Initially, Parish said he’d like to include any location “within walking distance” of the county administrative building in the basic ceremony fee, but council members said they were concerned in using that loose of a definition.
Instead, consensus favored including any property on the Circle, including the Circle center, courthouse and the recently restored Brick Hotel, which Parish said had already been the site of a number of weddings he’s performed.
The council agreed to formally introduce the related ordinance. A public hearing on the proposed fee changes could be held as soon as April 28.
Council seats, dog rules on the agenda
Deputy County Administrator Hal Godwin offered council members a legislative update on Tuesday, providing new information on a number of bills headed through the state House and Senate.
Godwin particularly noted movement on House Bill 65, which would add two at-large seats to the Sussex County Council. He said the bill was now out of committee and on the House “ready list,” but not on an active agenda.
He said Rep. Joe Booth, sponsor of HB 65, had expressed continuing support for the bill, despite the council’s current opposition to it – primarily due to the costs it would add to the county government’s operation, initially and annually.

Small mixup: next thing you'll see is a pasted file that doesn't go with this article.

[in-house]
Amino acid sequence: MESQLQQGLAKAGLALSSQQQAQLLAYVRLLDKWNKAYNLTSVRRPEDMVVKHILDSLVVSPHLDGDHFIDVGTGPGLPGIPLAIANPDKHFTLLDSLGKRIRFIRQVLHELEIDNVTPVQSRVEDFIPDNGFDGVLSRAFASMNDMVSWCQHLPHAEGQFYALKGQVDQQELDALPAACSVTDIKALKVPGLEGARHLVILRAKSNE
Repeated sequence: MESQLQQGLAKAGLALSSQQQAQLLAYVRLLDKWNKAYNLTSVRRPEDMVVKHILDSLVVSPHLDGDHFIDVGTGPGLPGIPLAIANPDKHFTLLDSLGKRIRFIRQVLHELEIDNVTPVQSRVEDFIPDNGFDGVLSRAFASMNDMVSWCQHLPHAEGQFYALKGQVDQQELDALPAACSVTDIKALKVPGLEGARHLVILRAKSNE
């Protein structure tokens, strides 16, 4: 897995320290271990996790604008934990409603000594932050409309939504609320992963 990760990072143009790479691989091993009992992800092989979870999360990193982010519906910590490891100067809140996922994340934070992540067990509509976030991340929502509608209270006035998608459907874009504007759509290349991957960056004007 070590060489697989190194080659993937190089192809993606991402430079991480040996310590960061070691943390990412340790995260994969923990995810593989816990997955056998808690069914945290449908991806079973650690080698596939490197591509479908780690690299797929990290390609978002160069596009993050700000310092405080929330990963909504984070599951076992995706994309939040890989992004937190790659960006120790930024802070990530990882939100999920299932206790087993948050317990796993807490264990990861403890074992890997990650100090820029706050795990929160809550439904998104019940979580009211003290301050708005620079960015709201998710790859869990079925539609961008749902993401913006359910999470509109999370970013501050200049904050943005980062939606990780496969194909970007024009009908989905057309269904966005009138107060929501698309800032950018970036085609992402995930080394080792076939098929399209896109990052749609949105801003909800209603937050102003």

“He assured me he will be working the bill actively on floor and emphasized that it has passed in the House in several sessions prior,” Godwin told the council. “I want to make sure all House members understand the financial implications, which I think are the basis of your objections.”
Godwin said he would continue to make contact with all House members over the issue.
Also mentioned on Tuesday was SB7, which has now passed in both houses of the legislature and has been sent on to the governor for his expected signature. SB 7 limits the ability of state, county and local governments to use eminent domain, preventing them from using it to take property for purposes of economic development. The county council has supported SB7.
Finally, Godwin made note of HB 95, which aims to regulate so-called “puppy mills.” Godwin said he had been in touch with Delaware Department of Natural Resources and Environmental Control (DNREC) officials over the bill and had been told DNREC “vehemently” opposed the bill, including the potential for enforcement to be tasked to that agency.